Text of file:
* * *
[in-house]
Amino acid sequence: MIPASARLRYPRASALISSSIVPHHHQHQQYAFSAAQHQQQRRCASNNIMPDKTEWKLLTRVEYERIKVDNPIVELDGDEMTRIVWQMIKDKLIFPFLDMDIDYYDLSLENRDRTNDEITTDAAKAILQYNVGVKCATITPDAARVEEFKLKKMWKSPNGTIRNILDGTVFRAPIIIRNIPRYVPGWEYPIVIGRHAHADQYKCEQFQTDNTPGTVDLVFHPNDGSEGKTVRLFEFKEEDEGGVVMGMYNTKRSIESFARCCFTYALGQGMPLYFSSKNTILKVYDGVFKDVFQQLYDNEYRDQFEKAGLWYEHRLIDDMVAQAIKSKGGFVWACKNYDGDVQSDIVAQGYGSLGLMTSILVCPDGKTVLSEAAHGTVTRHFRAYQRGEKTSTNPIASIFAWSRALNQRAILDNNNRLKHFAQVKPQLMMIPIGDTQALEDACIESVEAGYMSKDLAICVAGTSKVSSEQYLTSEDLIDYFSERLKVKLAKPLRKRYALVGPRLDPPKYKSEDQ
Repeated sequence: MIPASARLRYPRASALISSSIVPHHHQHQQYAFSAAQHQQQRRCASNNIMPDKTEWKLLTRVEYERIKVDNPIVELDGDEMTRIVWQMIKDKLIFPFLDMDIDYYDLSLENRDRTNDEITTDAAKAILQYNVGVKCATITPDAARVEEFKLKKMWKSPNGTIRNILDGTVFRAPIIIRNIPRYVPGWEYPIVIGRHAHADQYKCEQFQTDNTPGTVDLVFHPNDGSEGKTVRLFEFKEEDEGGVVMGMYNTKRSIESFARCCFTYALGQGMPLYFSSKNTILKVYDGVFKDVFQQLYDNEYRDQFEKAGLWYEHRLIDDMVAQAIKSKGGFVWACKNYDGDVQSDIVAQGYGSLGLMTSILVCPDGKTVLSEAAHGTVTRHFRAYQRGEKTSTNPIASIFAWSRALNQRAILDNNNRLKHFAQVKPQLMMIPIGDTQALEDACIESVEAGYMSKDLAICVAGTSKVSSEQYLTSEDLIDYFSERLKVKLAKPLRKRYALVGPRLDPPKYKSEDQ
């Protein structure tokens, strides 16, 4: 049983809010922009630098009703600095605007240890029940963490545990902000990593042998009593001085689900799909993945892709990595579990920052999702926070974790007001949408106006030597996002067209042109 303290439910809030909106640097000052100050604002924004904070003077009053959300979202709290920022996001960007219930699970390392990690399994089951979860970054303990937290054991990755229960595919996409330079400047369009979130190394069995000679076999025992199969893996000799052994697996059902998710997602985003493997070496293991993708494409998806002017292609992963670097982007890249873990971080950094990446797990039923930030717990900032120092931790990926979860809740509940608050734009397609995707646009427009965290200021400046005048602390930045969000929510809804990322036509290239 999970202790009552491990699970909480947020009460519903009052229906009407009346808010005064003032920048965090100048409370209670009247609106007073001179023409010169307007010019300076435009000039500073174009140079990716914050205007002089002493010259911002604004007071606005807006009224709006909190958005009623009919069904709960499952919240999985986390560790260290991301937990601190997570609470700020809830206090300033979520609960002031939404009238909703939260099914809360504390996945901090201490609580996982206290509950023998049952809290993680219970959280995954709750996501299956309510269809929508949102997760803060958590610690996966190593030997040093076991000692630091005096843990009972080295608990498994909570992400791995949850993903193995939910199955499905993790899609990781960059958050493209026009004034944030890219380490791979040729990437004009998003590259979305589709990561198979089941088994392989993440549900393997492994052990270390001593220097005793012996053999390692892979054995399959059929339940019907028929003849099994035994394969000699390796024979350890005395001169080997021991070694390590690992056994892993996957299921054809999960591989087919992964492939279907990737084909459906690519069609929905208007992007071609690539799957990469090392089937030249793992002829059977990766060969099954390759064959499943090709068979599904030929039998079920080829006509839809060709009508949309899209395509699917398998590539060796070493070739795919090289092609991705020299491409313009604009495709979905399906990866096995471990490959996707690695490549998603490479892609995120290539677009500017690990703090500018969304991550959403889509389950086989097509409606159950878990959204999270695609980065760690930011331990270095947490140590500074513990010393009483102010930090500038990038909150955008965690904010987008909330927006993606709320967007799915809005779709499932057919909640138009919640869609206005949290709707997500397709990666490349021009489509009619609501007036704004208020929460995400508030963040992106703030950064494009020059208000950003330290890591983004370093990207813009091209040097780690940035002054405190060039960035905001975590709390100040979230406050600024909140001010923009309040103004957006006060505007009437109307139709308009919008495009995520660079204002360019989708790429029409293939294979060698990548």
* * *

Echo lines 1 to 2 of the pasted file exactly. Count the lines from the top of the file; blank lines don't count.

[in-house]
Amino acid sequence: MIPASARLRYPRASALISSSIVPHHHQHQQYAFSAAQHQQQRRCASNNIMPDKTEWKLLTRVEYERIKVDNPIVELDGDEMTRIVWQMIKDKLIFPFLDMDIDYYDLSLENRDRTNDEITTDAAKAILQYNVGVKCATITPDAARVEEFKLKKMWKSPNGTIRNILDGTVFRAPIIIRNIPRYVPGWEYPIVIGRHAHADQYKCEQFQTDNTPGTVDLVFHPNDGSEGKTVRLFEFKEEDEGGVVMGMYNTKRSIESFARCCFTYALGQGMPLYFSSKNTILKVYDGVFKDVFQQLYDNEYRDQFEKAGLWYEHRLIDDMVAQAIKSKGGFVWACKNYDGDVQSDIVAQGYGSLGLMTSILVCPDGKTVLSEAAHGTVTRHFRAYQRGEKTSTNPIASIFAWSRALNQRAILDNNNRLKHFAQVKPQLMMIPIGDTQALEDACIESVEAGYMSKDLAICVAGTSKVSSEQYLTSEDLIDYFSERLKVKLAKPLRKRYALVGPRLDPPKYKSEDQ